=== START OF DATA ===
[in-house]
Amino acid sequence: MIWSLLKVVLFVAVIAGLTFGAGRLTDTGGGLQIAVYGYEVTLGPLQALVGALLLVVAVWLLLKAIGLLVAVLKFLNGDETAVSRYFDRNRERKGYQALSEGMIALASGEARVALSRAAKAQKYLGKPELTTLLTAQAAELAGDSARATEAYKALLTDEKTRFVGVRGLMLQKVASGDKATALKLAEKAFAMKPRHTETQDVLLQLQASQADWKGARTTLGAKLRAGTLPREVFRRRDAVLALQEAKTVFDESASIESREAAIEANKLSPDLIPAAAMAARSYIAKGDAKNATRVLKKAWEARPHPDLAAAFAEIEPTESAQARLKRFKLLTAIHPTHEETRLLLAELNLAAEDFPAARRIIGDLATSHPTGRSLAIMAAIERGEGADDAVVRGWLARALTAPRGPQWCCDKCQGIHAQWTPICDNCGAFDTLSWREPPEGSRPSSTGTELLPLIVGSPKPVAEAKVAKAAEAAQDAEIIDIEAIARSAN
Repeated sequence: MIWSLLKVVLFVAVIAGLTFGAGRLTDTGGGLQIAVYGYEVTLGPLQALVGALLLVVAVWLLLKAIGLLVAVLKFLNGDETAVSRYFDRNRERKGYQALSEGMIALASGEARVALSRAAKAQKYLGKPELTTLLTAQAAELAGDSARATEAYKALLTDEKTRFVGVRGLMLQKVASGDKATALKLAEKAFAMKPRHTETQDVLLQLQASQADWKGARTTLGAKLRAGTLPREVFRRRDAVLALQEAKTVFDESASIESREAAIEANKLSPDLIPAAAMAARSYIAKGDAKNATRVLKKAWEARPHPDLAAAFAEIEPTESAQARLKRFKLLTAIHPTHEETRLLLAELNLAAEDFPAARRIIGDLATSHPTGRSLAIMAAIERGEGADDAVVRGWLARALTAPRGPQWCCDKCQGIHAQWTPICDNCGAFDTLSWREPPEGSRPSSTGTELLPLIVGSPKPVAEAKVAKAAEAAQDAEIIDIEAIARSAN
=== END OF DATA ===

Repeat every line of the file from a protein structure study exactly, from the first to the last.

[in-house]
Amino acid sequence: MIWSLLKVVLFVAVIAGLTFGAGRLTDTGGGLQIAVYGYEVTLGPLQALVGALLLVVAVWLLLKAIGLLVAVLKFLNGDETAVSRYFDRNRERKGYQALSEGMIALASGEARVALSRAAKAQKYLGKPELTTLLTAQAAELAGDSARATEAYKALLTDEKTRFVGVRGLMLQKVASGDKATALKLAEKAFAMKPRHTETQDVLLQLQASQADWKGARTTLGAKLRAGTLPREVFRRRDAVLALQEAKTVFDESASIESREAAIEANKLSPDLIPAAAMAARSYIAKGDAKNATRVLKKAWEARPHPDLAAAFAEIEPTESAQARLKRFKLLTAIHPTHEETRLLLAELNLAAEDFPAARRIIGDLATSHPTGRSLAIMAAIERGEGADDAVVRGWLARALTAPRGPQWCCDKCQGIHAQWTPICDNCGAFDTLSWREPPEGSRPSSTGTELLPLIVGSPKPVAEAKVAKAAEAAQDAEIIDIEAIARSAN
Repeated sequence: MIWSLLKVVLFVAVIAGLTFGAGRLTDTGGGLQIAVYGYEVTLGPLQALVGALLLVVAVWLLLKAIGLLVAVLKFLNGDETAVSRYFDRNRERKGYQALSEGMIALASGEARVALSRAAKAQKYLGKPELTTLLTAQAAELAGDSARATEAYKALLTDEKTRFVGVRGLMLQKVASGDKATALKLAEKAFAMKPRHTETQDVLLQLQASQADWKGARTTLGAKLRAGTLPREVFRRRDAVLALQEAKTVFDESASIESREAAIEANKLSPDLIPAAAMAARSYIAKGDAKNATRVLKKAWEARPHPDLAAAFAEIEPTESAQARLKRFKLLTAIHPTHEETRLLLAELNLAAEDFPAARRIIGDLATSHPTGRSLAIMAAIERGEGADDAVVRGWLARALTAPRGPQWCCDKCQGIHAQWTPICDNCGAFDTLSWREPPEGSRPSSTGTELLPLIVGSPKPVAEAKVAKAAEAAQDAEIIDIEAIARSAN